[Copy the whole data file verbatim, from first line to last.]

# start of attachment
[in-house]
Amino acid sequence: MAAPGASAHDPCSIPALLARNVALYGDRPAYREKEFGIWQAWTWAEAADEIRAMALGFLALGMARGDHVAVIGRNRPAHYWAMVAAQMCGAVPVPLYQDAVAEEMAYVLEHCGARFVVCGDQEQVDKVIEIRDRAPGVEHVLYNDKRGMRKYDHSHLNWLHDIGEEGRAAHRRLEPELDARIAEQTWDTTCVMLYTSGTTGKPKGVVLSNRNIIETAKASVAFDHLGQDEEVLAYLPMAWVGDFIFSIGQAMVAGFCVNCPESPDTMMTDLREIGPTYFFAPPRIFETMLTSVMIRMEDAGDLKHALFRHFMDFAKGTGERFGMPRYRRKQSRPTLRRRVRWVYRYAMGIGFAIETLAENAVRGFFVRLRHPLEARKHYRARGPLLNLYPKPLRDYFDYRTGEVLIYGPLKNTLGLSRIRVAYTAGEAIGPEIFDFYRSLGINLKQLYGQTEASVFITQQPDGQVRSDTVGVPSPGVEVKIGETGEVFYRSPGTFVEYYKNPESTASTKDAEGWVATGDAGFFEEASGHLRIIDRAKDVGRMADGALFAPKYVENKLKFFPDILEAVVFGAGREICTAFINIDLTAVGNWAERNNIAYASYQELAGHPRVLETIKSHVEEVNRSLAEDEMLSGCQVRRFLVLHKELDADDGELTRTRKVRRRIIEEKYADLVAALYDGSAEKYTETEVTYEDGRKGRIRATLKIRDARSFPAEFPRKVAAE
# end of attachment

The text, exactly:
[in-house]
Amino acid sequence: MAAPGASAHDPCSIPALLARNVALYGDRPAYREKEFGIWQAWTWAEAADEIRAMALGFLALGMARGDHVAVIGRNRPAHYWAMVAAQMCGAVPVPLYQDAVAEEMAYVLEHCGARFVVCGDQEQVDKVIEIRDRAPGVEHVLYNDKRGMRKYDHSHLNWLHDIGEEGRAAHRRLEPELDARIAEQTWDTTCVMLYTSGTTGKPKGVVLSNRNIIETAKASVAFDHLGQDEEVLAYLPMAWVGDFIFSIGQAMVAGFCVNCPESPDTMMTDLREIGPTYFFAPPRIFETMLTSVMIRMEDAGDLKHALFRHFMDFAKGTGERFGMPRYRRKQSRPTLRRRVRWVYRYAMGIGFAIETLAENAVRGFFVRLRHPLEARKHYRARGPLLNLYPKPLRDYFDYRTGEVLIYGPLKNTLGLSRIRVAYTAGEAIGPEIFDFYRSLGINLKQLYGQTEASVFITQQPDGQVRSDTVGVPSPGVEVKIGETGEVFYRSPGTFVEYYKNPESTASTKDAEGWVATGDAGFFEEASGHLRIIDRAKDVGRMADGALFAPKYVENKLKFFPDILEAVVFGAGREICTAFINIDLTAVGNWAERNNIAYASYQELAGHPRVLETIKSHVEEVNRSLAEDEMLSGCQVRRFLVLHKELDADDGELTRTRKVRRRIIEEKYADLVAALYDGSAEKYTETEVTYEDGRKGRIRATLKIRDARSFPAEFPRKVAAE